From there I loaded CentOS 7 on it per the usual installation method, and updated the system. I also purchased an APC battery backup unit, a Back-UPS 1350. This would only hold the power on for about 15 minutes, but it would help for brown outs, and frequent “blips” where the power goes out for only a second or so, which is common where I live. Later I’ll have to do a post on setting up the auto-shutdown and controls, because that was rather interesting.

So the next thing I needed, if I wanted this to work, was a domain. I needed a way to contact my home computer from my cell phone, especially while not at home. Granted, you could set all of this up so when you come home your phone would automatically back up your photos, but I wanted to be able to do this from abroad. Thus enter I’ve used them before, and it is great if you are looking for a cheap, cheap solution. Because it is free.

Granted, a free account your hostname will need to be manually renewed every 30 days, but they send you an email, and all you have to do is click the link to keep it active, so it is pretty easy. After creating an account, logging in, getting a dynamic IP address, then all I had to do was install the DUC software. DUC is the Dynamic Update Client software that allows:

“Remote access your computer, DVR, webcam, security camera or any internet connected device easily. Dynamic DNS points an easy to remember hostname to your dynamic IP address.” (

All you have to do is download the source code and compile it. It went like this:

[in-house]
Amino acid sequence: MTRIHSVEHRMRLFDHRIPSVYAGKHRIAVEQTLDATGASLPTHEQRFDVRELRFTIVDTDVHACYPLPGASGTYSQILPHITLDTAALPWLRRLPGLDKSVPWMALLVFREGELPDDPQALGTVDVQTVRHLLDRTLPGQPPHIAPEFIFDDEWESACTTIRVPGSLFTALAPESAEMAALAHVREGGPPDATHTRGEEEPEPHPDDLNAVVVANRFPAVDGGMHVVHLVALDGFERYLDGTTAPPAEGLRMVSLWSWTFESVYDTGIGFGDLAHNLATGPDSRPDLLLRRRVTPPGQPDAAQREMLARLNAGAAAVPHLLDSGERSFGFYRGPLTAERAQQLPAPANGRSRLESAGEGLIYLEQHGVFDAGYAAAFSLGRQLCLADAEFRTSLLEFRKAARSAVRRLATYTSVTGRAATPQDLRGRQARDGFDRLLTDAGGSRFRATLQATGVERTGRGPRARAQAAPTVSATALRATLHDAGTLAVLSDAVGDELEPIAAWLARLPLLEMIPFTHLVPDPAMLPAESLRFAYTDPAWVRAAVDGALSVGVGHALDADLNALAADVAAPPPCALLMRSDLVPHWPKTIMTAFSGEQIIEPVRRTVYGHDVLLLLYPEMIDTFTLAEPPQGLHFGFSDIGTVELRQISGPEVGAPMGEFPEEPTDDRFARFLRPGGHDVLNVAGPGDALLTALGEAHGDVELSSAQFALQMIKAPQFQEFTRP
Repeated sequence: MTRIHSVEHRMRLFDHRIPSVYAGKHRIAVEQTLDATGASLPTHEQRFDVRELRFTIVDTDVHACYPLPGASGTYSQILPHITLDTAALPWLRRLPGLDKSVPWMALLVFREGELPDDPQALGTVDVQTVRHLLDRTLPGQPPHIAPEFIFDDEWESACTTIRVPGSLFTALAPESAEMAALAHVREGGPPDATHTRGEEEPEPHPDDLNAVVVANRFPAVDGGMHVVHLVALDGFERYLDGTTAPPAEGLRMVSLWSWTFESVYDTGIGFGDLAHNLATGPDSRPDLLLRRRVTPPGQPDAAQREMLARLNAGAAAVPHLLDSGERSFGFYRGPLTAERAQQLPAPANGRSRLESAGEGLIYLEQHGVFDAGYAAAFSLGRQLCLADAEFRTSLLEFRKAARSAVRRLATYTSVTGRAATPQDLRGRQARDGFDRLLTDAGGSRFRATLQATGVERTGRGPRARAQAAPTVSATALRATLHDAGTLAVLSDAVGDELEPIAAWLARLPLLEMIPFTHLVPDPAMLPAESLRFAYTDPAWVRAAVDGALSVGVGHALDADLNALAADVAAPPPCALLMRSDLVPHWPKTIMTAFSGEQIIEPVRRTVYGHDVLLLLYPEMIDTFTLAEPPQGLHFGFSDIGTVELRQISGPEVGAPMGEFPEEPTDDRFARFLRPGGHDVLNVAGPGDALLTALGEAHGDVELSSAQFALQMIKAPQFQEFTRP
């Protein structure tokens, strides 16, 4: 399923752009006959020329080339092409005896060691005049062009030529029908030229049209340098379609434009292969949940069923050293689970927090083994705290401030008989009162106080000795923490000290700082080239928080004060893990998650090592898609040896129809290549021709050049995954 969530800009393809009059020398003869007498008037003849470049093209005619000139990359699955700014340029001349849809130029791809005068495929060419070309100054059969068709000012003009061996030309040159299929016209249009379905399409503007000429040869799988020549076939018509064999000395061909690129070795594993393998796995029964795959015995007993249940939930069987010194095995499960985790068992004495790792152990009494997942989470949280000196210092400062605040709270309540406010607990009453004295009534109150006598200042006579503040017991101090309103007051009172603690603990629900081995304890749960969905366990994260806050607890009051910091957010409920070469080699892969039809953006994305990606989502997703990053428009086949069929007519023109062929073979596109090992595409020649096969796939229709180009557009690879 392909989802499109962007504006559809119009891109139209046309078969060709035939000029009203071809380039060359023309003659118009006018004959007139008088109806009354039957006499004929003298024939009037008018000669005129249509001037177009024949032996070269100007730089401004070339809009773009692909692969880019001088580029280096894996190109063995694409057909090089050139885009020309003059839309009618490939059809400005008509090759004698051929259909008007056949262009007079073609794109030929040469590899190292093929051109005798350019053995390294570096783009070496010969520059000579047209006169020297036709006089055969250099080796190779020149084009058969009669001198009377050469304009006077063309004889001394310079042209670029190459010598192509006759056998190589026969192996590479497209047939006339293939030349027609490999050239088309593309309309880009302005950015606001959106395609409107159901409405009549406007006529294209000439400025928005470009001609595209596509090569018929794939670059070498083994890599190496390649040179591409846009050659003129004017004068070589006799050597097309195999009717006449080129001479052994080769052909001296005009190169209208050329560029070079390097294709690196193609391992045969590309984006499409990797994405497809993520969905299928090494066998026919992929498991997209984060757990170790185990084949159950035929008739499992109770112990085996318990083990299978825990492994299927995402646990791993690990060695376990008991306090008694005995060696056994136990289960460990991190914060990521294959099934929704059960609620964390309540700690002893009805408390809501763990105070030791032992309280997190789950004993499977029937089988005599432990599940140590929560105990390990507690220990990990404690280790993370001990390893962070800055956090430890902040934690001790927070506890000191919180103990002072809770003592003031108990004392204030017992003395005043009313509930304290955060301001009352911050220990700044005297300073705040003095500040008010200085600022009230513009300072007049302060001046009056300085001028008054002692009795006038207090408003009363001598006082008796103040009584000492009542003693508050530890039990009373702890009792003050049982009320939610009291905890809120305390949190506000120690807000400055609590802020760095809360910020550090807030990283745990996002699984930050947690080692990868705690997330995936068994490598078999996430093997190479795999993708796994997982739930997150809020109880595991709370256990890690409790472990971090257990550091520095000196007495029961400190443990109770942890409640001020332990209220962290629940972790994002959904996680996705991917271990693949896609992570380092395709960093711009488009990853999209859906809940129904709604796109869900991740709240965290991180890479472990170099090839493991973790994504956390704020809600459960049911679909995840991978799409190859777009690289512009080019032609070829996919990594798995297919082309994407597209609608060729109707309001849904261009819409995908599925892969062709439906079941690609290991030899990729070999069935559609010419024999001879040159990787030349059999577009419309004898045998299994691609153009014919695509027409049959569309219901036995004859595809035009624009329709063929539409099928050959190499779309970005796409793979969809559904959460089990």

$ cd noip-2.1.9-1/
$ make
$ sudo make install

After entering my password, it ran through an installation script and asked me for my account name, password for the account, and which DDNS I wanted to associate with this computer. It is interesting, you can have several.

From here, it then became a matter of preference on how to continue. I toyed with several options on my Android phone for how to get the photos from the phone to the computer over the internet.  One of the first methods I tried was using scp, or secure copy over ssh. So, I installed ssh on my server.

# yum install ssh-server

# cd /etc
# cd ssh/
# ls
# nano sshd_config

I then edited the sshd_config to my liking, there are a lot of guides on this on the internet, so I wont belabor the point here. I will note that I use non-standard ports as a form of extra security, however slight that may be, so you may consider doing the same, but essentially it works as is once installed. Then I opened the ports in the firewall – I list the standard ports here, for ease of following along:

# firewall-cmd
# firewall-cmd –help\
# firewall-cmd –help
# firewall-cmd –add-port=22/tcp
# firewall-cmd –add-port=22/tcp –permanent